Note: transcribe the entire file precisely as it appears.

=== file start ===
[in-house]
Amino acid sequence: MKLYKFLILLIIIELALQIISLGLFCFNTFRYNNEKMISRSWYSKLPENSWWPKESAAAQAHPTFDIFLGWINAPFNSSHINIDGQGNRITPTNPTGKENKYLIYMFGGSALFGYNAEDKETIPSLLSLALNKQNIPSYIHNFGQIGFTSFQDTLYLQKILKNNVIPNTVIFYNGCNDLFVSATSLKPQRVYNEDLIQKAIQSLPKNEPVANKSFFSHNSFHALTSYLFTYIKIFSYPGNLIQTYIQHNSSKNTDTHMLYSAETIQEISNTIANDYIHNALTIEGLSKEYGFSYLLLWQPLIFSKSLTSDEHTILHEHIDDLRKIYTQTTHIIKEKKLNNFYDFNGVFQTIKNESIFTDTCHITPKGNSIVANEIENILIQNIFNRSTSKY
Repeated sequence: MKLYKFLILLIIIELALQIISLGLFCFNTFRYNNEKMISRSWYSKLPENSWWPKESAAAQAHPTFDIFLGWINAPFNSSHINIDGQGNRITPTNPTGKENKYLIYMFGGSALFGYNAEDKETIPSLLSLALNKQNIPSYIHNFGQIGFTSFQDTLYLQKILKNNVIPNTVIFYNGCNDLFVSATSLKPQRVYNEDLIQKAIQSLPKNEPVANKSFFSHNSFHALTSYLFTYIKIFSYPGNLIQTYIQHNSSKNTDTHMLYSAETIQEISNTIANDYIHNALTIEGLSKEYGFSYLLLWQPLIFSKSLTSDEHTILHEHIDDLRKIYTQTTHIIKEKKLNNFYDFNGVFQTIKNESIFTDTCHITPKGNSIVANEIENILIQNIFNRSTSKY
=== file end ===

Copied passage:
[in-house]
Amino acid sequence: MKLYKFLILLIIIELALQIISLGLFCFNTFRYNNEKMISRSWYSKLPENSWWPKESAAAQAHPTFDIFLGWINAPFNSSHINIDGQGNRITPTNPTGKENKYLIYMFGGSALFGYNAEDKETIPSLLSLALNKQNIPSYIHNFGQIGFTSFQDTLYLQKILKNNVIPNTVIFYNGCNDLFVSATSLKPQRVYNEDLIQKAIQSLPKNEPVANKSFFSHNSFHALTSYLFTYIKIFSYPGNLIQTYIQHNSSKNTDTHMLYSAETIQEISNTIANDYIHNALTIEGLSKEYGFSYLLLWQPLIFSKSLTSDEHTILHEHIDDLRKIYTQTTHIIKEKKLNNFYDFNGVFQTIKNESIFTDTCHITPKGNSIVANEIENILIQNIFNRSTSKY
Repeated sequence: MKLYKFLILLIIIELALQIISLGLFCFNTFRYNNEKMISRSWYSKLPENSWWPKESAAAQAHPTFDIFLGWINAPFNSSHINIDGQGNRITPTNPTGKENKYLIYMFGGSALFGYNAEDKETIPSLLSLALNKQNIPSYIHNFGQIGFTSFQDTLYLQKILKNNVIPNTVIFYNGCNDLFVSATSLKPQRVYNEDLIQKAIQSLPKNEPVANKSFFSHNSFHALTSYLFTYIKIFSYPGNLIQTYIQHNSSKNTDTHMLYSAETIQEISNTIANDYIHNALTIEGLSKEYGFSYLLLWQPLIFSKSLTSDEHTILHEHIDDLRKIYTQTTHIIKEKKLNNFYDFNGVFQTIKNESIFTDTCHITPKGNSIVANEIENILIQNIFNRSTSKY